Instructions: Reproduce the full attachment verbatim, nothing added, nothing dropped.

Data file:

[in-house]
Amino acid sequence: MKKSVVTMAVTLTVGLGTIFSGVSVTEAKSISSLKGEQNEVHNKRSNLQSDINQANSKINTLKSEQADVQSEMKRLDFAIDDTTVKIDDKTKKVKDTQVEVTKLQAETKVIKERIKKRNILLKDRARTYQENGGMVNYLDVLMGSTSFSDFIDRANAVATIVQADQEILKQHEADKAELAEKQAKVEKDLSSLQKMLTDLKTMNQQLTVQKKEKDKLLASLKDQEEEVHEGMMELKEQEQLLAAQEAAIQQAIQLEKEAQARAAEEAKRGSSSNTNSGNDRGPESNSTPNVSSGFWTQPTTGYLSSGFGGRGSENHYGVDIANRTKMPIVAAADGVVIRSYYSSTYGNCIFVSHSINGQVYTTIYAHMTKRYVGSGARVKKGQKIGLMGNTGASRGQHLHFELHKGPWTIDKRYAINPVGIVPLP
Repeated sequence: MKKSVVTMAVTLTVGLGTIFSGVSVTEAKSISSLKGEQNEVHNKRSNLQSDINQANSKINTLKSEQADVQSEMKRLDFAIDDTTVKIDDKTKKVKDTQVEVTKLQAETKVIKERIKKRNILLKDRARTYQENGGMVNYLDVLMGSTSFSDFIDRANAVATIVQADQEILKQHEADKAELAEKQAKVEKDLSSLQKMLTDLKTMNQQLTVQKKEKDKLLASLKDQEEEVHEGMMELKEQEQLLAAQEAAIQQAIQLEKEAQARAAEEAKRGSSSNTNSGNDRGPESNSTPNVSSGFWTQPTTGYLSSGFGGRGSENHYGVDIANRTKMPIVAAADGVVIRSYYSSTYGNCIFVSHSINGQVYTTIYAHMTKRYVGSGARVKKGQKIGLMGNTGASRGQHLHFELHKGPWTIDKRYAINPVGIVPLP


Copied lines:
[in-house]
Amino acid sequence: MKKSVVTMAVTLTVGLGTIFSGVSVTEAKSISSLKGEQNEVHNKRSNLQSDINQANSKINTLKSEQADVQSEMKRLDFAIDDTTVKIDDKTKKVKDTQVEVTKLQAETKVIKERIKKRNILLKDRARTYQENGGMVNYLDVLMGSTSFSDFIDRANAVATIVQADQEILKQHEADKAELAEKQAKVEKDLSSLQKMLTDLKTMNQQLTVQKKEKDKLLASLKDQEEEVHEGMMELKEQEQLLAAQEAAIQQAIQLEKEAQARAAEEAKRGSSSNTNSGNDRGPESNSTPNVSSGFWTQPTTGYLSSGFGGRGSENHYGVDIANRTKMPIVAAADGVVIRSYYSSTYGNCIFVSHSINGQVYTTIYAHMTKRYVGSGARVKKGQKIGLMGNTGASRGQHLHFELHKGPWTIDKRYAINPVGIVPLP
Repeated sequence: MKKSVVTMAVTLTVGLGTIFSGVSVTEAKSISSLKGEQNEVHNKRSNLQSDINQANSKINTLKSEQADVQSEMKRLDFAIDDTTVKIDDKTKKVKDTQVEVTKLQAETKVIKERIKKRNILLKDRARTYQENGGMVNYLDVLMGSTSFSDFIDRANAVATIVQADQEILKQHEADKAELAEKQAKVEKDLSSLQKMLTDLKTMNQQLTVQKKEKDKLLASLKDQEEEVHEGMMELKEQEQLLAAQEAAIQQAIQLEKEAQARAAEEAKRGSSSNTNSGNDRGPESNSTPNVSSGFWTQPTTGYLSSGFGGRGSENHYGVDIANRTKMPIVAAADGVVIRSYYSSTYGNCIFVSHSINGQVYTTIYAHMTKRYVGSGARVKKGQKIGLMGNTGASRGQHLHFELHKGPWTIDKRYAINPVGIVPLP